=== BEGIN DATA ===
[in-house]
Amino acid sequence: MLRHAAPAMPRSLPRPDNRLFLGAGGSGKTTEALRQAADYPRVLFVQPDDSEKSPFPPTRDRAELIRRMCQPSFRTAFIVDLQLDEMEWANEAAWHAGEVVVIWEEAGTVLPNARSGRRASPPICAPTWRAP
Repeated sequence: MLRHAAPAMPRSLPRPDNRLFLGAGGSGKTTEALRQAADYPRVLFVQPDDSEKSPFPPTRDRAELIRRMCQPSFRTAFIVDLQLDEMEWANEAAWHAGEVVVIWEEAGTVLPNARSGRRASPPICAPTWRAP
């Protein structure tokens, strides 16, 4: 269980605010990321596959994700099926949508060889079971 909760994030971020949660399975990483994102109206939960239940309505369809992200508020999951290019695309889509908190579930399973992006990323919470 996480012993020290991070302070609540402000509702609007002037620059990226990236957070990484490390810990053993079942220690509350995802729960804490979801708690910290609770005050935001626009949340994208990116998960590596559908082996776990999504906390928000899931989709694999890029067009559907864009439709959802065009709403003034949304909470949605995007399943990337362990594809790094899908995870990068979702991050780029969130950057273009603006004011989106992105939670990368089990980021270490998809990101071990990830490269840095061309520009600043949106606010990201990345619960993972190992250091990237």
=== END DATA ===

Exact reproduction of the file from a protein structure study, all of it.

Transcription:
[in-house]
Amino acid sequence: MLRHAAPAMPRSLPRPDNRLFLGAGGSGKTTEALRQAADYPRVLFVQPDDSEKSPFPPTRDRAELIRRMCQPSFRTAFIVDLQLDEMEWANEAAWHAGEVVVIWEEAGTVLPNARSGRRASPPICAPTWRAP
Repeated sequence: MLRHAAPAMPRSLPRPDNRLFLGAGGSGKTTEALRQAADYPRVLFVQPDDSEKSPFPPTRDRAELIRRMCQPSFRTAFIVDLQLDEMEWANEAAWHAGEVVVIWEEAGTVLPNARSGRRASPPICAPTWRAP
């Protein structure tokens, strides 16, 4: 269980605010990321596959994700099926949508060889079971 909760994030971020949660399975990483994102109206939960239940309505369809992200508020999951290019695309889509908190579930399973992006990323919470 996480012993020290991070302070609540402000509702609007002037620059990226990236957070990484490390810990053993079942220690509350995802729960804490979801708690910290609770005050935001626009949340994208990116998960590596559908082996776990999504906390928000899931989709694999890029067009559907864009439709959802065009709403003034949304909470949605995007399943990337362990594809790094899908995870990068979702991050780029969130950057273009603006004011989106992105939670990368089990980021270490998809990101071990990830490269840095061309520009600043949106606010990201990345619960993972190992250091990237």